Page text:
Most, 80 percent, have a favorable opinion of their local police, while 56 percent view the Black Lives Matter movement positively. George Floyd, an unarmed Black man, died while in police custody May 25 in Minneapolis.
Biden is ahead of Trump by 50-39 percent in the Keystone State.
His advantage grows to 15 points among voters who are extremely interested in the election: 55-40 percent.
Overall, 1 in 10 is undecided or backs a third-party candidate. In April, Biden was up by 50-42 percent.
Trump leads among rural voters (+17 points) and Whites without a college degree (+10).
Biden has commanding leads among those under age 35 (+29), suburban voters (+26), and women (+17).
The candidates tie at 45 percent each among Whites.
Trump is seen as better able to handle the economy (+5 points), while Biden is more trusted on race relations (+22) and coronavirus (+18). Voters are about equally likely to trust the candidates on dealing with China (Biden +3).
Trump beat Clinton in Pennsylvania by less than a point (0.72) in 2016. From 1992 to 2012, the state voted Democratic.
Sixty-three percent approve of the job Democratic Gov. Tom Wolf is doing, including nearly 4 in 10 Republicans (36 percent).
Approval of Trump’s job performance stands at 43 percent, as a 56 percent majority disapproves. His personal rating is nearly identical: 42 percent favorable vs. 56 percent unfavorable.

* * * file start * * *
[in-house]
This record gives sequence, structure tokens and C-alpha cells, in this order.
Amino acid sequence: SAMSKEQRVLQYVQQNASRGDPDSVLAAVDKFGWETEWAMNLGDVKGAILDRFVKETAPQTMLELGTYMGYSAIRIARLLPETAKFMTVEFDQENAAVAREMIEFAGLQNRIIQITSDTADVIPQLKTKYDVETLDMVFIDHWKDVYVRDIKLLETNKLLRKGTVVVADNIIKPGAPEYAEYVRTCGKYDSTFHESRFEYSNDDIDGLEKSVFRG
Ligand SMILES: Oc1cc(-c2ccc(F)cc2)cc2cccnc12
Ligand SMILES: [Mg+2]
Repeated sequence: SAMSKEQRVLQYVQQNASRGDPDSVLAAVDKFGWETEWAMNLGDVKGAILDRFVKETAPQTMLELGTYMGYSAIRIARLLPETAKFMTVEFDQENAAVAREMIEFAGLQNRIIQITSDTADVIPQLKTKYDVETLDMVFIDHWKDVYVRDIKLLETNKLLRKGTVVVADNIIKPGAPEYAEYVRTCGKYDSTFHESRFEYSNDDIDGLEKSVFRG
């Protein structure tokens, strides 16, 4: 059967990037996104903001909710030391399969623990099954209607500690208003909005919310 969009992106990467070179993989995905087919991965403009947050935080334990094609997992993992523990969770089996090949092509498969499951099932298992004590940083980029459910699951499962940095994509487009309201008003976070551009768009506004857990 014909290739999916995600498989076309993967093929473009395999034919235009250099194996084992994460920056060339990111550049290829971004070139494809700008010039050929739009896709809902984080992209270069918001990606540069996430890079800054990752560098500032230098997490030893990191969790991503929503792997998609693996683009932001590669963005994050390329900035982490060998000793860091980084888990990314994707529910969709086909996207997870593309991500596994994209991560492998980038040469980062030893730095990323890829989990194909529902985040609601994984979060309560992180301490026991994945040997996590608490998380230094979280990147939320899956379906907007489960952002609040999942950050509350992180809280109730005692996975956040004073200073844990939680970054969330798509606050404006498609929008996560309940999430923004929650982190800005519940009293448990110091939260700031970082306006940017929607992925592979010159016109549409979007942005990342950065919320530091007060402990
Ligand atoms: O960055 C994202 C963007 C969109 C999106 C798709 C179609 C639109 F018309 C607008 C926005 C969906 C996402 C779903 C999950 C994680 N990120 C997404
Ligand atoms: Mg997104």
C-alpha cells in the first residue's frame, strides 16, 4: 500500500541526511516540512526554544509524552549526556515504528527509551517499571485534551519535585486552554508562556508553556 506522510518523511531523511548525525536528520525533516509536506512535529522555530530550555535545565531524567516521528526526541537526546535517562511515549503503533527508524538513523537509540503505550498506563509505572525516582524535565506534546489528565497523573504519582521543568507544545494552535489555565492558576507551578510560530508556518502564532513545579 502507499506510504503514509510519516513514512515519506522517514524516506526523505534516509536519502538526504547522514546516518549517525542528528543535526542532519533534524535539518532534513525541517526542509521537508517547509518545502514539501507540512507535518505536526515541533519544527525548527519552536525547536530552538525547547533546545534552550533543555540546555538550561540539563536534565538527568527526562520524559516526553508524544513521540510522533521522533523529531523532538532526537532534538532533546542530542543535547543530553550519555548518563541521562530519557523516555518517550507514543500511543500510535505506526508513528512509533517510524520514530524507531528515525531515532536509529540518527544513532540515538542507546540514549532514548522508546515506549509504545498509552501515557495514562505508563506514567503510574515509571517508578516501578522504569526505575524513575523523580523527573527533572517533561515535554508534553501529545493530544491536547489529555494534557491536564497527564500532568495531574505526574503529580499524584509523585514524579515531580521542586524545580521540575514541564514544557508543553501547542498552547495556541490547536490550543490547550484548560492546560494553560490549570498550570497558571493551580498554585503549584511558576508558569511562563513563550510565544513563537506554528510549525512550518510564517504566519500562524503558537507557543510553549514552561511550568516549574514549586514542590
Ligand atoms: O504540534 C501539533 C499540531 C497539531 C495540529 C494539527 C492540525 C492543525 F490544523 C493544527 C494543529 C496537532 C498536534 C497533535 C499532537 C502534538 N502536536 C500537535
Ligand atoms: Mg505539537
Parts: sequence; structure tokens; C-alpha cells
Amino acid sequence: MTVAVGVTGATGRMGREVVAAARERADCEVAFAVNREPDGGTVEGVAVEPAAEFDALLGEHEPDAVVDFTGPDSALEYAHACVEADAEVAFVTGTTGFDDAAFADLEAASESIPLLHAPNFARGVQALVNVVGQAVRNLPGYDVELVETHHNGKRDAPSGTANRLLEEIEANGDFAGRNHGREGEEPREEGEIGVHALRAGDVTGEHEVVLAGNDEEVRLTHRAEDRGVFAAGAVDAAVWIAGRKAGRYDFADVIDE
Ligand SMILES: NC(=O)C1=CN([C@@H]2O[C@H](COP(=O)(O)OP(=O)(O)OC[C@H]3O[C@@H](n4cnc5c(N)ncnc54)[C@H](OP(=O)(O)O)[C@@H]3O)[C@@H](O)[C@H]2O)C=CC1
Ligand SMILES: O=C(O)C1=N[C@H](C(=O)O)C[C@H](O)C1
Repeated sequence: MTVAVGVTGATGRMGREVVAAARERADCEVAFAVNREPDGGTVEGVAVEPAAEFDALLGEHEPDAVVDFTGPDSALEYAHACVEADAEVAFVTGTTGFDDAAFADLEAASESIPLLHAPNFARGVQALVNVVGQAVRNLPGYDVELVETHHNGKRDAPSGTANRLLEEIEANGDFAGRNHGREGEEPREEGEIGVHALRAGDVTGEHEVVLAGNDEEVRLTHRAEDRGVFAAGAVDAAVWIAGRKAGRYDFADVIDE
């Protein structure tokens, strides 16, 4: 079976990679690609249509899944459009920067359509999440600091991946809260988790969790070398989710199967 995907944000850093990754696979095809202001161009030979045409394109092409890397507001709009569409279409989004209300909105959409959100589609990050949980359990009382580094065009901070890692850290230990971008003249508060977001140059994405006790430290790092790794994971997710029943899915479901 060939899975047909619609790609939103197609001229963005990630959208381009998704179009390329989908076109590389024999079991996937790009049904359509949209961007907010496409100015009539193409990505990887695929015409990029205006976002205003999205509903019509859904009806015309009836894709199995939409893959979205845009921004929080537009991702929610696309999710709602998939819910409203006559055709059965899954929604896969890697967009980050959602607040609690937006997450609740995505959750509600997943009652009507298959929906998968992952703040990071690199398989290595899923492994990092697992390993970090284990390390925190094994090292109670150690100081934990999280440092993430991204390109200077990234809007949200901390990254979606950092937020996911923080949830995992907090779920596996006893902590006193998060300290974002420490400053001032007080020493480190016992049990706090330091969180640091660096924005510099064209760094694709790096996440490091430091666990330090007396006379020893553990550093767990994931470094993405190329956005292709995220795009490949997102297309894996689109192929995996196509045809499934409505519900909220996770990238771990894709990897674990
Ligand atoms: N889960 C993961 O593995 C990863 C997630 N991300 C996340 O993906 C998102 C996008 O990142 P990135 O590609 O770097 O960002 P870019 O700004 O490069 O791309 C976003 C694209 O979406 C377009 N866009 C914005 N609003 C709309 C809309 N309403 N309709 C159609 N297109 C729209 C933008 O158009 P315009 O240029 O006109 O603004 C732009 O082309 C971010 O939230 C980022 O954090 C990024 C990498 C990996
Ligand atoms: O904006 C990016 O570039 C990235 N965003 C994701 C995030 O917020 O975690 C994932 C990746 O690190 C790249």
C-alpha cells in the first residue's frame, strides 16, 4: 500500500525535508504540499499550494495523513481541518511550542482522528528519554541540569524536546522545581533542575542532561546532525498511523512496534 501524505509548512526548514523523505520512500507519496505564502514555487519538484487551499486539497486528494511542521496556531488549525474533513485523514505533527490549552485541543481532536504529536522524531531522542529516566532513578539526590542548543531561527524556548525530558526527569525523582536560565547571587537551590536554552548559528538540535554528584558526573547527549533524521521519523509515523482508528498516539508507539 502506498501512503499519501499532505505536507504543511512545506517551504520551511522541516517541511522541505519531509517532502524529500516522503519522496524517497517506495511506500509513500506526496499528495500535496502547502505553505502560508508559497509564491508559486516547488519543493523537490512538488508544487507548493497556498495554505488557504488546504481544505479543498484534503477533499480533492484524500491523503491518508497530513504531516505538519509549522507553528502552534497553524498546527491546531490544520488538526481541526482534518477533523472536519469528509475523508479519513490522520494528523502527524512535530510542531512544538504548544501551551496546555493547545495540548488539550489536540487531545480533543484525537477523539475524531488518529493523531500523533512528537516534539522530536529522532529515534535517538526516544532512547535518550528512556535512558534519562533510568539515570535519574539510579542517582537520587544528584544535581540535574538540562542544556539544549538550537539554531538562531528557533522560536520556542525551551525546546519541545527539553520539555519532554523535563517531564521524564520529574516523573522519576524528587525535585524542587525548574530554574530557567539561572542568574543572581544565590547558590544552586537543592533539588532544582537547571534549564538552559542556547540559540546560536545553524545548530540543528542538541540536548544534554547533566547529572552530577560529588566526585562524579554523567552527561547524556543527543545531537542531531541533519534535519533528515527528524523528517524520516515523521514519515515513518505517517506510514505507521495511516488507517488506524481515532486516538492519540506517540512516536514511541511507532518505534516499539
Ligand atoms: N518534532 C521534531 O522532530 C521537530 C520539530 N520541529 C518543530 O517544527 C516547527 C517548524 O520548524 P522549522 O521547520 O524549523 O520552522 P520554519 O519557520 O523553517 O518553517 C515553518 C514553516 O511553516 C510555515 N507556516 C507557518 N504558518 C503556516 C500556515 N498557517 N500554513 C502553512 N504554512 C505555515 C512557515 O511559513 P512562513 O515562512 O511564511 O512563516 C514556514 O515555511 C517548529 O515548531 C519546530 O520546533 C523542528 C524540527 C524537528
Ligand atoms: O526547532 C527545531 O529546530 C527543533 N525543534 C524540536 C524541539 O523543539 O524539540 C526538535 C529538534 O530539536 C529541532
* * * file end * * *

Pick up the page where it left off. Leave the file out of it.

It’s the reverse for Biden, as 55 percent have a favorable view of him and 43 percent unfavorable.
About 6 in 10 view the Black Lives Matter movement favorably (57 percent), more than 8 in 10 view their local police positively (84 percent), and nearly 9 in 10 have a positive opinion of people who wear face masks (88 percent).
Conducted July 18-20, 2020 under the joint direction of Beacon Research (D) and Shaw & Company (R), these Fox News surveys include interviews with 756 Michigan voters, 776 Minnesota voters, and 793 Pennsylvania voters randomly selected from statewide voter files, who spoke with live interviewers on landlines and cellphones. In all three states, the margin of sampling error is plus or minus 3.5 percentage points for the total sample of registered voters.
Fox News’ Victoria Balara contributed to this report.